Wednesday, October 3, 2012

Fighting the Flu


On Monday we talked about gearing up for cold season and to follow-up with that post, we bring you, the flu! As most parents know, when colds start going around, so does the flu. Yikes! Flu season typically lasts from October to May, so now is the best time to get informed and ready.

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How do I recognize the flu?
Unfortunately the flu isn't always easy to recognize, especially in babies. They may be lethargic or have a loss of appetite. They can also have cold symptoms, too. But two indicators that your baby probably has the flu are:
  1. The sudden onset of fever, typically 101 degrees F or higher (see chart below for infants)
  2. Fatigue and chills followed by respiratory symptoms such as runny nose and a dry cough
Some other symptoms may include sore throat, swollen glands, abdominal pain, diarrhea, and vomiting. (From: Baby Center)


How do I treat the flu?
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The simple answer is rest and fluids. To increase fluid intake try nursing or bottle-feeding. If baby doesn't seem interested in the bottle anymore try frozen popsicles (preferable 100% fruit) or soup.

Acetaminophen (e.i., Tylenol) can also be used to try symptoms in children, but ask your doctor first. Also, never give your child aspirin (unless directed by a doctor).

Another thing to keep in mind is that antibiotics do not treat the flu. Antibiotics treat bacterial infections and since the flu is a virus, antibiotics are not effective. The overuse of antibiotics is not recommended. However, if your child develops a secondary (bacterial) infection, the doctor may recommend antibiotics.

Baby Center recommends calling your doctor if: 

Your babies fever is equal to or higher than the listed temperature for their age:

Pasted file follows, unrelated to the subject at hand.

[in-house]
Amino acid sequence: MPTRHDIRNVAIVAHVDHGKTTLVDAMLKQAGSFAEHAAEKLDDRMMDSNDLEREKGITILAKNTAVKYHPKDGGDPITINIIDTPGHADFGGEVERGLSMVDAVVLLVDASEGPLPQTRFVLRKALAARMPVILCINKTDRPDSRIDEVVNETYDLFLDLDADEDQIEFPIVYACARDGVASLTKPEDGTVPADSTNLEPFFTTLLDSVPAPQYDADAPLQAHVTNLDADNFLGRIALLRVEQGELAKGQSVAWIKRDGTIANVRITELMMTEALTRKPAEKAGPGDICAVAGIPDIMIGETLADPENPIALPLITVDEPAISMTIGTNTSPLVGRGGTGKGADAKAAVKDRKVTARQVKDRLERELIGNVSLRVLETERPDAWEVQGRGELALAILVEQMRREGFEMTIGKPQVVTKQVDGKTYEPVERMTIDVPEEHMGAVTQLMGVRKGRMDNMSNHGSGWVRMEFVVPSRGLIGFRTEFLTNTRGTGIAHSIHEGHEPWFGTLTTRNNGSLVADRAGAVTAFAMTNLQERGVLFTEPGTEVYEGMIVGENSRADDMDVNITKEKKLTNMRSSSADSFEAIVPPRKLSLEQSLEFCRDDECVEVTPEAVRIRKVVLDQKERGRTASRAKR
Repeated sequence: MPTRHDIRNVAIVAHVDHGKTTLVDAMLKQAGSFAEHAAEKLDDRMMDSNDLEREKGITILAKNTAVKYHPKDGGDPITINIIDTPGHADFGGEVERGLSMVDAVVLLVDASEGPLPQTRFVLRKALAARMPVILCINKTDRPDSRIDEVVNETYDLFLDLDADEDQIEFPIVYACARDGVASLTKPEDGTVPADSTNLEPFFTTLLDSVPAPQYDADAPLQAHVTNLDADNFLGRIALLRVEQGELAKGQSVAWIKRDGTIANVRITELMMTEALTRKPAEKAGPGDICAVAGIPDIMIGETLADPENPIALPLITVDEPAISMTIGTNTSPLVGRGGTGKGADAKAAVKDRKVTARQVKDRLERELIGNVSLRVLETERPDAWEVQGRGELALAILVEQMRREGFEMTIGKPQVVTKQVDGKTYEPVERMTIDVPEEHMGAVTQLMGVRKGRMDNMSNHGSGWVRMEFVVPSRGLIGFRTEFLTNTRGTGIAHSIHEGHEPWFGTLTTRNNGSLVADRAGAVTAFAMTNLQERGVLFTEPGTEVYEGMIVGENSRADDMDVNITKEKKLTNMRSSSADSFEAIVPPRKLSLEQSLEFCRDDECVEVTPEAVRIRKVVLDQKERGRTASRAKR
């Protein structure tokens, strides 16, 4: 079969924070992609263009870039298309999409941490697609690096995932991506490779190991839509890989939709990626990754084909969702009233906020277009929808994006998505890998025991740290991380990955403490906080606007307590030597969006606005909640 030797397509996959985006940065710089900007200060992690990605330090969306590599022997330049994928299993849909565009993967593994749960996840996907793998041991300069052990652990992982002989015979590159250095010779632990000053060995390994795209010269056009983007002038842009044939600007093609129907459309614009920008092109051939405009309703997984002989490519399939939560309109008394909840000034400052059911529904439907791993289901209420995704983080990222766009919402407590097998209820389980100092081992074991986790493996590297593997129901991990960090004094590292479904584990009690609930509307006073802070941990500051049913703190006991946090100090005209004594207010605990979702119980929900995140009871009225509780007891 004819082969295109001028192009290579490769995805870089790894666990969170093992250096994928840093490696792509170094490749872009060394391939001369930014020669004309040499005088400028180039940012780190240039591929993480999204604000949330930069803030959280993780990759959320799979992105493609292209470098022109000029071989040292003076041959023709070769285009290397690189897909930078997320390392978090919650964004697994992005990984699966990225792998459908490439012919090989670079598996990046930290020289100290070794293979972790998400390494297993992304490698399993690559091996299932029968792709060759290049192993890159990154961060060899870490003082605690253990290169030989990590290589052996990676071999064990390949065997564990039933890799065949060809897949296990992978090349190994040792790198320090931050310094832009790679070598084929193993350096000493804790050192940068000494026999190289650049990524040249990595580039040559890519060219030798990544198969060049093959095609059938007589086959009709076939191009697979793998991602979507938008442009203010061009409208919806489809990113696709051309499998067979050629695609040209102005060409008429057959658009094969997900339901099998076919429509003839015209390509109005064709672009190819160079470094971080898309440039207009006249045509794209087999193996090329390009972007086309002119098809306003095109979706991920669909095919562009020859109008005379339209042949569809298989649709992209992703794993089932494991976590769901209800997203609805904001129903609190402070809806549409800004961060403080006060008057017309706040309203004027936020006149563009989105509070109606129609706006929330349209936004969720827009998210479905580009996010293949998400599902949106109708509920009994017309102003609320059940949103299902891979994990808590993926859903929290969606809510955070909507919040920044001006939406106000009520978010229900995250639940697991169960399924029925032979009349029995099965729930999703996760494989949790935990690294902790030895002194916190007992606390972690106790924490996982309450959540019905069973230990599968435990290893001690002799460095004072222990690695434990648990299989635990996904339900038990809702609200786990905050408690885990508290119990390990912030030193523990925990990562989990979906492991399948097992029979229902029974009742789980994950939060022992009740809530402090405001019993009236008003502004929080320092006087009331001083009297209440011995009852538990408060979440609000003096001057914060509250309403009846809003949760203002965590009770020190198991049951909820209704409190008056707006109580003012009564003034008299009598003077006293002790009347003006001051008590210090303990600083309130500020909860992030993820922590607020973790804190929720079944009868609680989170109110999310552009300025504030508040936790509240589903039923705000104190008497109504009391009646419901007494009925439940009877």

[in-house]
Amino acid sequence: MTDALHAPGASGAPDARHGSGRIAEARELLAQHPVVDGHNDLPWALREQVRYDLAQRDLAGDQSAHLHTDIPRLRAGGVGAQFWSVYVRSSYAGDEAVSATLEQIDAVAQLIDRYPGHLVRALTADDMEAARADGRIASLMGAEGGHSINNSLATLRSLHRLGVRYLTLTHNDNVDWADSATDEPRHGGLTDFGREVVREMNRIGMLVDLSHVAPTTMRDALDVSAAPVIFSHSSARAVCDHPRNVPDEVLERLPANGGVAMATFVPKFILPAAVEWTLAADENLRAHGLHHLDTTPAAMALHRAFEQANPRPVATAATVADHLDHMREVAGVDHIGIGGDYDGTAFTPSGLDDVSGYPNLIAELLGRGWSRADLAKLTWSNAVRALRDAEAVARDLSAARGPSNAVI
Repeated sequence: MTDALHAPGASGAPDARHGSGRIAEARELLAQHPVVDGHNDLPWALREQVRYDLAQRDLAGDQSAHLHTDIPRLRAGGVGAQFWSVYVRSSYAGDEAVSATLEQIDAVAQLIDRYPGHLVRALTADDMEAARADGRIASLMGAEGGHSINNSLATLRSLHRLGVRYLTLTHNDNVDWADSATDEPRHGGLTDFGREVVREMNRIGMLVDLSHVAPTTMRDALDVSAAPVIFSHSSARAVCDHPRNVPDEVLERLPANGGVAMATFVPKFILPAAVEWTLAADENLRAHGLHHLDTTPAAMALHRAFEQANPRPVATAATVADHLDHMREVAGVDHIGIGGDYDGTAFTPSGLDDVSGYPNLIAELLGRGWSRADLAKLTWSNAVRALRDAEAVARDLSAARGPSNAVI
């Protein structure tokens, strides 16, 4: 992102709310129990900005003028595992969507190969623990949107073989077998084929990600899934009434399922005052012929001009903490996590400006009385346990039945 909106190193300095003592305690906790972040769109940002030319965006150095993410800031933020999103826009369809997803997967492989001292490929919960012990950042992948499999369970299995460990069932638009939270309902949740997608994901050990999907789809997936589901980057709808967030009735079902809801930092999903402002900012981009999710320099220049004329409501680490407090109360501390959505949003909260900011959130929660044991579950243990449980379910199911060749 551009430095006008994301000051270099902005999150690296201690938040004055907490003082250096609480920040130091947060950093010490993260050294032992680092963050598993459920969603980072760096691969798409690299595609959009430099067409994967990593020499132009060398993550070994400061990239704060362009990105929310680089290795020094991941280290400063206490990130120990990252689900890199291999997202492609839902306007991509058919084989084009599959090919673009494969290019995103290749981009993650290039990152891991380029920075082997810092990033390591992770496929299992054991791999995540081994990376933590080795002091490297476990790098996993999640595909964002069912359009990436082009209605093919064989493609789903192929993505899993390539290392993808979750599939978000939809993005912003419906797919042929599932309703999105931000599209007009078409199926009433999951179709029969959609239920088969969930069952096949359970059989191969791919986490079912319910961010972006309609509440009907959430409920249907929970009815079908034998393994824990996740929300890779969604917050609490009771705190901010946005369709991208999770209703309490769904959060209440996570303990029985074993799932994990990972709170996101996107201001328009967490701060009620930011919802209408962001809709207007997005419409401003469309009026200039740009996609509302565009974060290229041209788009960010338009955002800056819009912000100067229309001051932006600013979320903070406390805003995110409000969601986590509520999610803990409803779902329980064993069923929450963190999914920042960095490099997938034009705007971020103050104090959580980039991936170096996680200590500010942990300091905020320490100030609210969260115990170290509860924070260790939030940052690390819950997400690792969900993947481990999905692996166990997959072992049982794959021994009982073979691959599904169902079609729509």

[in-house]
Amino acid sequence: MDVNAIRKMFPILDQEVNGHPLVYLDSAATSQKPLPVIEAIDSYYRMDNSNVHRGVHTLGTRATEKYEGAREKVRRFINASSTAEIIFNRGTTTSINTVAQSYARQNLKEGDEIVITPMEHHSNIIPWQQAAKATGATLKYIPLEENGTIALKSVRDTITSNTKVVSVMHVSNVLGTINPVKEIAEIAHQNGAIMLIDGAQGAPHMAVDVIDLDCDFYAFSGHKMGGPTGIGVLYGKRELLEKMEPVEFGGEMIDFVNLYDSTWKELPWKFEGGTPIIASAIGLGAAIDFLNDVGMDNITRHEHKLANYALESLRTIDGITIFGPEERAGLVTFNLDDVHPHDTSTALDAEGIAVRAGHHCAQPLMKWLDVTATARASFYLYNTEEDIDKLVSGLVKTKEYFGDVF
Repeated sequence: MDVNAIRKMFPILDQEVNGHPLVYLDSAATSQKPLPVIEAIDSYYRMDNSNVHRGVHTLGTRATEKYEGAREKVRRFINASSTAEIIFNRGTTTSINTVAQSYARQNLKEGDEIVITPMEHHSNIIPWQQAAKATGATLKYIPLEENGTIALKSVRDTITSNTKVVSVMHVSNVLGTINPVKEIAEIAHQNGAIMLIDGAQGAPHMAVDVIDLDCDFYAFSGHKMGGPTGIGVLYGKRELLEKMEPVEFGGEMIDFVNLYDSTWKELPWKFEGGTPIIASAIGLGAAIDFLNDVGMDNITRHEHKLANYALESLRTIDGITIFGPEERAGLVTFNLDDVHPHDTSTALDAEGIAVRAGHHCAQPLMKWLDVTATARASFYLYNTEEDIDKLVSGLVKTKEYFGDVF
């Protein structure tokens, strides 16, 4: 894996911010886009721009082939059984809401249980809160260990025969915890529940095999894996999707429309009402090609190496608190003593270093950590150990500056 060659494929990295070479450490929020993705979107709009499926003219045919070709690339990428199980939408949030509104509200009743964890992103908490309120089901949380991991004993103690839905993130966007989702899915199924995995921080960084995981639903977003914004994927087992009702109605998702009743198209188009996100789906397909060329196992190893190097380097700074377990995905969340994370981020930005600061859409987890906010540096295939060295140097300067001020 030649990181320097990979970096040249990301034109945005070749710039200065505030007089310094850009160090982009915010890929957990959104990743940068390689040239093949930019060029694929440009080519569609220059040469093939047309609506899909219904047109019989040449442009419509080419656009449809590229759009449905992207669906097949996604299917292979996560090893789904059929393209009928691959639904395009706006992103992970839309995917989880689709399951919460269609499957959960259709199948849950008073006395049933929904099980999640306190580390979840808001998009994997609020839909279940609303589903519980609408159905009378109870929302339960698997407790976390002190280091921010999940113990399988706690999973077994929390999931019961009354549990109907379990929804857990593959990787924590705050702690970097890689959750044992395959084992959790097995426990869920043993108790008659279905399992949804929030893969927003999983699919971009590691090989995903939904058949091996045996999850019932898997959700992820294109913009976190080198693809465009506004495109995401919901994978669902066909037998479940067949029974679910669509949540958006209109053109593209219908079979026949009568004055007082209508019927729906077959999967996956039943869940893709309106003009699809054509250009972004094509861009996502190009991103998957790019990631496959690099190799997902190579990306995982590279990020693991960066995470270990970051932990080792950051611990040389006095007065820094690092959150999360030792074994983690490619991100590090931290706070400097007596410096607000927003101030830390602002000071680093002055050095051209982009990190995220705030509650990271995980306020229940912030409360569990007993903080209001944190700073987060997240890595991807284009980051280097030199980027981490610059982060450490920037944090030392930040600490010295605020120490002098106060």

Less than 3 months old
100.4 degrees F or higher
Between 3-6 months old
101 degrees F or higher
6 months or older
103 degrees F or higher




Or if your baby:
  • Has any fever that last longer than 3 days
  • Develops a cough that is not improving after a week
  • Develops signs of the flu and is HIV-positive or has a chronic illness (such as cancer; sickle-cell anemia; diabetes; or heart, lung, or kidney disease)
  • Seems to have an earache (pulling on ear and fussing)
  • Is wheezing or seems to be working harder than usual to breath
  • Becomes sick again soon after bouncing back from the flu (may be a sign of secondary infection)
  • Shows any signs of dehydration

How do I protect my baby from the flu?
The flu can be a sneaky one. A person becomes contagious before they even begin showing symptoms and for some, symptoms may be so mild they assume they have a common cold. The timeline for contagiousness is one day before symptoms and lasting about five days. The flu is spread through the air; schools, daycares, playgrounds, church, and family members are great catalysts for spreading the flu.

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The best answer to this question is to get the flu shot for yourself, your family, and your baby (if they are older than 6 months old). The Centers for Disease Control and Prevention (CDC) recommends that all people over the age of 6 months receive a flu shot every year. If you baby is not 6 months old, it is especially important that you and anyone else in close, constant contact with your baby receive the vaccine to reduce their chances of coming into contact with the virus. Check out the CDC's website for list of those who should not receive the flu shot.



I’m not sure about giving my child an additional vaccine. And besides, I've heard that the vaccine can cause the flu, is this true?
It is possible to contract the flu virus even if you have received the flu shot, but the flu shot does not cause the flu.

The flu shot is developed to "protect against three influenza viruses that research indicated will be most common during the upcoming season" (CDC). So, if your child happens to come in contact with a different strand, they may still get the flu. Also, your child's health at the time they receive the flu shot can also affect how their body responds (a healthy child is much more likely to develop strong antibodies to protect against the viruses). Also, it takes 2 weeks for the antibodies to develop after receiving the shot, so in those two weeks your child may get sick if they are exposed to the flu. The CDC recommends vaccinating early to prevent this. 

Something else to keep in mind is that the flu shot is developed from an inactive virus, meaning the virus is dead and cannot cause the flu. It's job is to expose the body to the (dead) virus and have the body develop antibodies so that when the person does come in contact with the virus, the antibodies are already there to protect against invasion. 

Where can I get the flu shot?
The website Flu Near You not only provides a map of flu activity in your area, but it can also give you a listing of places where you can get the flu shot. Follow this link, put in your zip code, and then look on the right side of your screen for locations near you. The flu shot typically costs between $10-15.

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